To over-express Grb2 mutants to compete with endogenously expressed Grb2 and SH2 actin nucleators, pHR-Grb2NtermSH3-FLAG-IRES-Puro, pHR-Grb2CtermSH3-FLAG-IRES-Puro, pHR-Grb2SH2-FLAG-IRES-Puro, pHR-SH2-FLAG-R47 were co-transfected with second generation packaging plasmids, pMD2.G and p8.91 in HEK293T to generate lentivirus.

HEK293T cells were transduced with lentivirus, and 24 hr post transduction selected with 3 μg/ml puromycin (Clontech) to select for mutant Grb2 expression. Cultures were maintained in 3 μg/ml puromycin.

splitYFP cell-cell fusion assay pHR-splitYFPa and pHR-splitYFPb were co-transfected with second generation packaging plasmids, pMD2.G and p8.91 in HEK293T to generate lentivirus. WT HEK293T cells were transduced with splitYFPa and splitYFPb lentivirus. The cells were passaged for at least a week before use in cell-cell fusion assay.

To quantify cell-cell fusion, HEK293T cells stably expressing splitYFPa and splitYFPb were mixed at 50:50 ratios and 1.33 × 105 of cells were plated into each well of 48 well plate. The next day, the cells were transfected with TransitIT-293 (Mirus Bio). 18 hr post transfection, cells were moved to 30°C, 5% CO2 incubator to mature the splitYFP fluorophore. 24 hr post transfection, cells were lifted with 150 μl of 2 mM EDTA and placed into 96 well black bottom plate. splitYFP was excited at 510 nm and emission at 530 nm was quantified using a plate reader (Tecan).

Fusion index was quantified as (Isample – Icell) /(Ip14WT – Icell), where Icell is the YFP intensity of non-transfected HEK293T cells expressing splitYFPa and splitYFPb, Isample is the YFP intensity of HEK293T cells transfected with plasmid as specified, Ip14WT is the YFP intensity of HEK293T cells transfected with p14 WT and treated with DMSO as vehicle control. Average and standard deviation of fusion index is calculated from 3 independent transfections of 3 wells each. Statistical significance was determined using two-tailed, two-sample Student’s t-test.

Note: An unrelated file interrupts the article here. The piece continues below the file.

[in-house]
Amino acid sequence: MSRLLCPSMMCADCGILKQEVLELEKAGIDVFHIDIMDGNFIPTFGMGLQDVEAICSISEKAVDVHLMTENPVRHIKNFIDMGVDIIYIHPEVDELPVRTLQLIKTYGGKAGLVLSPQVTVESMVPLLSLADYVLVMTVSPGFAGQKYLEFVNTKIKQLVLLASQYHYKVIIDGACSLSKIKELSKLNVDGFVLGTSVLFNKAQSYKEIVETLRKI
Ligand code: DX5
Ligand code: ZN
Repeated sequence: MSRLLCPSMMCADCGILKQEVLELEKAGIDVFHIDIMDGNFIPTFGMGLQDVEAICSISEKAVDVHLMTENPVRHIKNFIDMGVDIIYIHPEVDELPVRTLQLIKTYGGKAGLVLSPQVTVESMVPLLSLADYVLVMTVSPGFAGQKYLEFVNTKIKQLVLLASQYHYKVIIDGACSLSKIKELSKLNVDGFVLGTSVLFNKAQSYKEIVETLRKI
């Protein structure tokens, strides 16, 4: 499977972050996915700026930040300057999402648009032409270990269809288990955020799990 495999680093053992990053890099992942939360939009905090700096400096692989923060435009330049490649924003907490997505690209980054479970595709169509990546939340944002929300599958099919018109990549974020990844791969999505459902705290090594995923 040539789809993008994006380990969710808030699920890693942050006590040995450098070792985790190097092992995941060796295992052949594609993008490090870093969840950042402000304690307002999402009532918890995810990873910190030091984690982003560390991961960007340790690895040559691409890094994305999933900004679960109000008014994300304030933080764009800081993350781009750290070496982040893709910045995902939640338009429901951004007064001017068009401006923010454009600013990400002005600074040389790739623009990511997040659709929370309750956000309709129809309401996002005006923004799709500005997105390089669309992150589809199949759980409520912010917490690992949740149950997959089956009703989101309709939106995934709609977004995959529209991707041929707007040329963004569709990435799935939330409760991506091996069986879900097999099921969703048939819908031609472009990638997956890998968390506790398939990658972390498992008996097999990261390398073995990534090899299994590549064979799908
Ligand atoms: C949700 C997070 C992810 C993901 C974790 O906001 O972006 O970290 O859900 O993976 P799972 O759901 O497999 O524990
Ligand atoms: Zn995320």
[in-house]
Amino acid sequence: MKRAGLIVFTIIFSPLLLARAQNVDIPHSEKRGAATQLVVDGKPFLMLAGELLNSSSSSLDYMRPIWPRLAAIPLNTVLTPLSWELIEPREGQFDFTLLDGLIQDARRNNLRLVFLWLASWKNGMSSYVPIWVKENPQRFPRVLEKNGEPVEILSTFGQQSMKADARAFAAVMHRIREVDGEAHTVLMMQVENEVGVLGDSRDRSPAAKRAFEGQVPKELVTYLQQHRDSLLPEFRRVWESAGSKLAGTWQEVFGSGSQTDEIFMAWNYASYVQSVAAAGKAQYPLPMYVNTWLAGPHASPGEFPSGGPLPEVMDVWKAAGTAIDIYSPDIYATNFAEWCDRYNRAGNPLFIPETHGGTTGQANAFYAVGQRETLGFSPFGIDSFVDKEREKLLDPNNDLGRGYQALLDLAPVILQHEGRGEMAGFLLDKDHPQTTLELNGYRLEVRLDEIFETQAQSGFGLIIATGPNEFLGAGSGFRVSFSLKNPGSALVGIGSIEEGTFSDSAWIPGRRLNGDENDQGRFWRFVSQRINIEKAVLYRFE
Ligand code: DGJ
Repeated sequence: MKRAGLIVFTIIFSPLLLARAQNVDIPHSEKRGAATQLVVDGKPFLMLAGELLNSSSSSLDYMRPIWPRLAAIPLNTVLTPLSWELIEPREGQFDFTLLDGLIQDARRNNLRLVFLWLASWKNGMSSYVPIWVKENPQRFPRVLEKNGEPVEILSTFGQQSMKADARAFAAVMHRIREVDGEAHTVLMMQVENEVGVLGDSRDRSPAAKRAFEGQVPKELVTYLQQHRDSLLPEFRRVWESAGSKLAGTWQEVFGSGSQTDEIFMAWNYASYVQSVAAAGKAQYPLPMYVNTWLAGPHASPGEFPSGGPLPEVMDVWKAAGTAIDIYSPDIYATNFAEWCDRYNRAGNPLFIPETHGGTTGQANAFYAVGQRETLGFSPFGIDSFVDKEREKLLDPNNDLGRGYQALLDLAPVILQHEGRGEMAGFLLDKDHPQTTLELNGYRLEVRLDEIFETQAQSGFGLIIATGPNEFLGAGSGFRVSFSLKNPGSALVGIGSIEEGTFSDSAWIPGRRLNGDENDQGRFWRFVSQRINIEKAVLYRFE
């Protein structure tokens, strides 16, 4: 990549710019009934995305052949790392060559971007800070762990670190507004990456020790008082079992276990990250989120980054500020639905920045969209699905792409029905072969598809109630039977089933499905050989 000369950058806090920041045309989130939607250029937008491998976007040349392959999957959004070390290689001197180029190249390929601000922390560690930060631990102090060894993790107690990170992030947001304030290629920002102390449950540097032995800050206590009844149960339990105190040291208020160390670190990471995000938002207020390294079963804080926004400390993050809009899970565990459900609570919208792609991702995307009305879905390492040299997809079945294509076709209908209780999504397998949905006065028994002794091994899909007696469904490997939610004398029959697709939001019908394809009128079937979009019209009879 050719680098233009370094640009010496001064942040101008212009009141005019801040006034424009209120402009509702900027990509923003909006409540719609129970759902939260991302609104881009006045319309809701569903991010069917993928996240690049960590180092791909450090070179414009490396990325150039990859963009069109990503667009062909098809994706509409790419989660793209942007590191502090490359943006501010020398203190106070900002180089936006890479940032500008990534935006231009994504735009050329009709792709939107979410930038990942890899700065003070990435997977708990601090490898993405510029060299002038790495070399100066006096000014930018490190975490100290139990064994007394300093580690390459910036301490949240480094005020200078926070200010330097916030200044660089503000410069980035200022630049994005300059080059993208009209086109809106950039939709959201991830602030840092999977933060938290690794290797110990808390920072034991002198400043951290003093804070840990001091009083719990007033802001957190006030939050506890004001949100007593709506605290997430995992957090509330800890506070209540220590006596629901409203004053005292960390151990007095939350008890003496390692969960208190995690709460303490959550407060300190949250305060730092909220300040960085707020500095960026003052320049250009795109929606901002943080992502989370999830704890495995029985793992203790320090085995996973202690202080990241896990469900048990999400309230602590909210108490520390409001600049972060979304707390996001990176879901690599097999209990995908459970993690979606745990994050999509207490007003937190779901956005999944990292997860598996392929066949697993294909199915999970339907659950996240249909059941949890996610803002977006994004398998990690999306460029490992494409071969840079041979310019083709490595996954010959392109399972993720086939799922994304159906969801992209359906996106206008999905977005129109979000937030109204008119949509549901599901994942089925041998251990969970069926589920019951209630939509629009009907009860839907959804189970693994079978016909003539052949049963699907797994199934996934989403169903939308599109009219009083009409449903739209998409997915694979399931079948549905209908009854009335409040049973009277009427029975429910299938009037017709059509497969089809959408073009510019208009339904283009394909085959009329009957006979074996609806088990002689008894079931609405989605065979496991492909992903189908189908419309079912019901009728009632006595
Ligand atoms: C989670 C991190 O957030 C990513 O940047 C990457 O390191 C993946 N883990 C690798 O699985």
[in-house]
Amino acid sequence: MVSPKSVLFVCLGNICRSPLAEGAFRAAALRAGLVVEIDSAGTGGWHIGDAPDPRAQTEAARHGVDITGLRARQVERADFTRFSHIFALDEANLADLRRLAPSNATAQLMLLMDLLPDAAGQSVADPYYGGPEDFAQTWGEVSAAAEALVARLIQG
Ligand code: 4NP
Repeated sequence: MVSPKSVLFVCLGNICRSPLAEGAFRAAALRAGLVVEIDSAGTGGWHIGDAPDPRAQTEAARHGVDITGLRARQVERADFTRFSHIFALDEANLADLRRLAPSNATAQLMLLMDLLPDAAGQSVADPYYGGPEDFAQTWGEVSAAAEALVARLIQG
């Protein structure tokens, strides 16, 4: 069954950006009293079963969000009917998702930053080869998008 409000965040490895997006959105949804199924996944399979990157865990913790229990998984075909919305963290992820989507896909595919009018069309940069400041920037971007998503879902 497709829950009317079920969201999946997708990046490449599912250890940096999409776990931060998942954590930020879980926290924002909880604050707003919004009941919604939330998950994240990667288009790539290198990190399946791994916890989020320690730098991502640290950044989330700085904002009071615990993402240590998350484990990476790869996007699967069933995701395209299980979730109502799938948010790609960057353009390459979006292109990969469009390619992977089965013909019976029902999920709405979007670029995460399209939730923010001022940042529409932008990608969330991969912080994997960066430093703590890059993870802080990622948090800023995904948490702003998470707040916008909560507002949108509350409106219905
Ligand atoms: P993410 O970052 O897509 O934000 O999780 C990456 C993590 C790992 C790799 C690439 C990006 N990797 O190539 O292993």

Nuclei count

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3.8 × 105 cells were plated into 24 well plates and transfected the next day with designated plasmid with TransIT-293 (Mirus Bio) according to manufacturer’s instructions. 2 hr post transfection, cells were lifted with 150 μl of 2 mM EDTA, re-suspended with 850 μl of media, and 300 μl of cell suspension was plated onto a fibronectin-coated glass bottom chamber (Cell-vis). At 6 hr and 18 hr post transfection, cells were transferred to 30°C, 5% CO2 incubator. After 6 hr incubation at 30°C, nuclei were labeled with 0.6% Hoechst 33342 (Life Technologies), and plasma membrane were labeled with 0.05% CellMask Deep Red (Thermo Fisher Scientific) for 20 min at 37°C. Cells were imaged using spinning disk confocal microscopy. About 80–100 random field of views are taken for each sample to image almost the entire imaging well, and the number of nuclei in p14 expressing cells are manually counted. Average and standard deviation of binned nuclei count is calculated from 3 independent transfections. Statistical significance was determined using two-tailed, two-sample Student’s t-test. Statistical significance between distributions of nuclei in p14-expressing cells were determined using Kolmogorov–Smirnov test (ks-test).